tagged with: Suzanne Lieurance

This week I accepted a challenge by writing coach, Suzanne Lieurance. Suzanne threw out a challenge to members of the Working Writer’s Club to join her in adopting some healthy habits over the next four weeks. If you are a writer, you know how difficult it can be to find time for exercise. Even our nutrition suffers as we tend to snack while writing, or drink cups of coffee while we struggle to meet deadlines.

If you fall into any of these patterns, the following tips will help you observe healthy habits while you write .

1. Shop right. If you want to be a healthy writer, the first thing you need to do is go out and shop for some real food.  Bypass the junk food and stock up on some fruits, veggies, eggs, meat,  fish and whole grain breads. 

2. Prepare meals beforehand and store in the freezer so you won’t be tempted to snack.  Make a few sandwiches – chicken, turkey, tuna – whatever you like, wrap and store in the fridge. That way you don’t have to worry about what you’re going to eat and you won’t be reaching for the potato chips or something like that.  For your afternoon snack, you can make a smoothie and store it in the fridge, or try some strawberries with low-fat whipped cream.

3. Exercise. I know this sometimes sounds like a bad word, but you can find time to exercise. It doesn’t have to be for long blocks of time. In fact, if you find it difficult to tear yourself away from the computer, why not do it first thing in the morning? I went walking  this  morning and it always boosts my energy for the day and helps me think clearly. If you can’t do that, there are exercises you can do while sitting at your desk.  I wrote a post on that sometime ago. You can read about it here: http://angelasfreelancewriting.com/fitness-tips-for-writers/.

So accept the challenge and come back and leave a comment on what you are doing and how it’s benefiting you. Happy writing!


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Ready to start a freelance writing business but you don’t know how?

Have you been looking online for someone or something that will help you?

Then find out more about the Working Writer’s Club in this interview with the club’s founder and president, Suzanne Lieurance, the Working Writer’s Coach.

The Working Writer’s Club might be just what you’re searching for!
Q: Suzanne, as the founder and director of the Working Writer’s Club what is the first thing you would like people to know when visiting www.workingwritersc lub.com?

A: I’d like visitors to know that our club is all about helping freelance writers learn to write better, make more money, and live the writer’s life they’ve always dreamed of living.

Q: Having created your own successful freelance writing career you know what it takes to build momentum. What is one of the most critical steps a writer needs to take consistently to develop their own freelance writing career?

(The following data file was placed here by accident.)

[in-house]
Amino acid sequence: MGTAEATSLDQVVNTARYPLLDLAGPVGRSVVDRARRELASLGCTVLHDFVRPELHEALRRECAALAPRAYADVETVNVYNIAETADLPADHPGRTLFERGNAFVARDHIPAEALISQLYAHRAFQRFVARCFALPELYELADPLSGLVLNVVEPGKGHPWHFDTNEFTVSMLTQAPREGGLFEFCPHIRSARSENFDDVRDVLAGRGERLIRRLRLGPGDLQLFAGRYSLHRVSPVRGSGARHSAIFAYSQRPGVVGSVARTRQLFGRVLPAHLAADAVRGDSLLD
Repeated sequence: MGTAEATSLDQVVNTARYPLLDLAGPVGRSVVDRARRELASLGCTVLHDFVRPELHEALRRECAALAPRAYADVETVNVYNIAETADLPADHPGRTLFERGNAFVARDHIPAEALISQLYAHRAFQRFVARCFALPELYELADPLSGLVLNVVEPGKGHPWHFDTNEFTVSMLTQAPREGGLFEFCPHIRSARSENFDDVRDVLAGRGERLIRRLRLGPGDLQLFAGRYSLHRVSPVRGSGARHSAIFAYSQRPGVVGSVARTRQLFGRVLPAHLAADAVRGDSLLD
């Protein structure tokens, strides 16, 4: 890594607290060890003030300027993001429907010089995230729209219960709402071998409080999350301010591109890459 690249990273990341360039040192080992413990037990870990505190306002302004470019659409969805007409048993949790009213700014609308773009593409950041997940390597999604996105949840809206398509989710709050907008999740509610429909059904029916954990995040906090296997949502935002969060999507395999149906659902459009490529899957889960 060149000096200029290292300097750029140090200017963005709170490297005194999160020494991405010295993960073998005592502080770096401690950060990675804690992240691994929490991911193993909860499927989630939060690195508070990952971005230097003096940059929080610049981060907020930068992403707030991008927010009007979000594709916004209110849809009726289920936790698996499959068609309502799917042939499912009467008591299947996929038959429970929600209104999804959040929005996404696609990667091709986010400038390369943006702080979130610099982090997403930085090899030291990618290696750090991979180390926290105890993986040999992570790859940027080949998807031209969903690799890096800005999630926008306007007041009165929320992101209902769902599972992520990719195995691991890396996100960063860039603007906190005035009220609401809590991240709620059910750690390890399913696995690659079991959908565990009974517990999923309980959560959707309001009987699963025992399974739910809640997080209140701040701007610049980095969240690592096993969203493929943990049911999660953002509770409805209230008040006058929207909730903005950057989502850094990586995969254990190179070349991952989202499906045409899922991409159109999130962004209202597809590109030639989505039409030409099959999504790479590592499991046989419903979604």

A: The most critical step is to develop your goals – you have to KNOW what you want before you can figure out HOW to get there. Yet, this is the one thing that so many new writers don’t take the time to do – or at least they don’t take enough time to do it well. They may think that “write a novel this year” is a goal. But actually, I think of a goal as something even BIGGER than that. Writing a novel is an action step toward a goal rather than a goal itself. To get to the goal, consider WHY do you want to write a novel? What do you want this novel to do for you or your career? Your answer to that question is closer to your goal (or at least one of your major goals).

Q: What advice would you give to a newbie in freelance writing? And the intermediate freelance writer that has seen some success, but seems to be in a holding pattern at the moment?

A: Whether you’re a newbie or an intermediate freelance writer – or even a very experienced, successful writer – continue to learn from other successful writers.

Join our club or another organization for writers. Then take an active part in whatever group you join. Next, develop a focus for your writing and create no more than 3 major writing/career goals for yourself that you hope to attain within the next 12 months.

Also, constantly evaluate what you’re doing to see if it’s getting you closer to your goals. If it isn’t, then change what you’re doing.

Q: By becoming a member of the Working Writer’s Club what can a freelancer expect?

A: Well, for one thing, you can expect us to help you create a focus for your writing career or your writing business. And, we can help you create no more than 3 major goals – so you’ll get really, really clear about WHAT you want, WHERE you’re wanting to go, and then we’ll help you stay focused so you take the steps to attain your goals and build your writing career and/or your writing business.

Q: With the wealth of freelance writing information available on the Internet what makes the Working Writer’s Club unique?

A: I think the one thing that makes the Working Writer’s Club unique is that we’re not out to get you into our club so we can sell you a bunch of other high priced programs or products. We just want people who love to write and want to build a business or a career around writing to join our club and make use of all the resources, information, training, networking and support they’ll receive for just $9.99 per month. I think another unique thing about the Working Writer’s Club is that we all genuinely have fun helping each other be more successful.
Visit the Working Writer’s Club www.workingwritersclub.com today and explore all they have to offer.
Thank you for your time. We look forward to your visit.